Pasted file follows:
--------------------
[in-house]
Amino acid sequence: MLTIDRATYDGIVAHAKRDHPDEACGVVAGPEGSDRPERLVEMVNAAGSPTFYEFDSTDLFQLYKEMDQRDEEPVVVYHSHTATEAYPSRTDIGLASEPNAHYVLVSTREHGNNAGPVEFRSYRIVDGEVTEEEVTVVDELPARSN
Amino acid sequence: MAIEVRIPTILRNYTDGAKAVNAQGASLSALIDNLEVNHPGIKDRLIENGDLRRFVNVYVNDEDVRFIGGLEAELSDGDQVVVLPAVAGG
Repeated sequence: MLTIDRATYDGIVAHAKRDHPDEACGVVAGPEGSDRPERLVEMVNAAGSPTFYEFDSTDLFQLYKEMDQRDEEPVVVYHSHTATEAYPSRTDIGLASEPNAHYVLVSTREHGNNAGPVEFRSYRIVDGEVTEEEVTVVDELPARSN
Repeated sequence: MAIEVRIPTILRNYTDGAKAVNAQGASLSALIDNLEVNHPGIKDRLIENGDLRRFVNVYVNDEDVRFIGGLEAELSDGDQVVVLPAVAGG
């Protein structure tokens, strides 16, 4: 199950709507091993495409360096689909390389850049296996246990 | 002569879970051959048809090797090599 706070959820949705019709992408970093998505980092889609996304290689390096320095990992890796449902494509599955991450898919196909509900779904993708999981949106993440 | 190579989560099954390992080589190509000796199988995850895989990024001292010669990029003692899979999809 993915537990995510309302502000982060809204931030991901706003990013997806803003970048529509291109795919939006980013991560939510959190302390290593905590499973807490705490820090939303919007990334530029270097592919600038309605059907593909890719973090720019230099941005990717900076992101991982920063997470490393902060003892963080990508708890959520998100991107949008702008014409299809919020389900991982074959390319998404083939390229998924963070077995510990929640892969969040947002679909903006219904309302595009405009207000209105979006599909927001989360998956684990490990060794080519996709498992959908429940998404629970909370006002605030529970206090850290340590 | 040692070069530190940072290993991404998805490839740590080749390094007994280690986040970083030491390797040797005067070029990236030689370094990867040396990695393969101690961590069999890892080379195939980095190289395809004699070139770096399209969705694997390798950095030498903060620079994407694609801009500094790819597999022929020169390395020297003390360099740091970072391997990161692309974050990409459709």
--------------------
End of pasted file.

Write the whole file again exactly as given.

[in-house]
Amino acid sequence: MLTIDRATYDGIVAHAKRDHPDEACGVVAGPEGSDRPERLVEMVNAAGSPTFYEFDSTDLFQLYKEMDQRDEEPVVVYHSHTATEAYPSRTDIGLASEPNAHYVLVSTREHGNNAGPVEFRSYRIVDGEVTEEEVTVVDELPARSN
Amino acid sequence: MAIEVRIPTILRNYTDGAKAVNAQGASLSALIDNLEVNHPGIKDRLIENGDLRRFVNVYVNDEDVRFIGGLEAELSDGDQVVVLPAVAGG
Repeated sequence: MLTIDRATYDGIVAHAKRDHPDEACGVVAGPEGSDRPERLVEMVNAAGSPTFYEFDSTDLFQLYKEMDQRDEEPVVVYHSHTATEAYPSRTDIGLASEPNAHYVLVSTREHGNNAGPVEFRSYRIVDGEVTEEEVTVVDELPARSN
Repeated sequence: MAIEVRIPTILRNYTDGAKAVNAQGASLSALIDNLEVNHPGIKDRLIENGDLRRFVNVYVNDEDVRFIGGLEAELSDGDQVVVLPAVAGG
């Protein structure tokens, strides 16, 4: 199950709507091993495409360096689909390389850049296996246990 | 002569879970051959048809090797090599 706070959820949705019709992408970093998505980092889609996304290689390096320095990992890796449902494509599955991450898919196909509900779904993708999981949106993440 | 190579989560099954390992080589190509000796199988995850895989990024001292010669990029003692899979999809 993915537990995510309302502000982060809204931030991901706003990013997806803003970048529509291109795919939006980013991560939510959190302390290593905590499973807490705490820090939303919007990334530029270097592919600038309605059907593909890719973090720019230099941005990717900076992101991982920063997470490393902060003892963080990508708890959520998100991107949008702008014409299809919020389900991982074959390319998404083939390229998924963070077995510990929640892969969040947002679909903006219904309302595009405009207000209105979006599909927001989360998956684990490990060794080519996709498992959908429940998404629970909370006002605030529970206090850290340590 | 040692070069530190940072290993991404998805490839740590080749390094007994280690986040970083030491390797040797005067070029990236030689370094990867040396990695393969101690961590069999890892080379195939980095190289395809004699070139770096399209969705694997390798950095030498903060620079994407694609801009500094790819597999022929020169390395020297003390360099740091970072391997990161692309974050990409459709």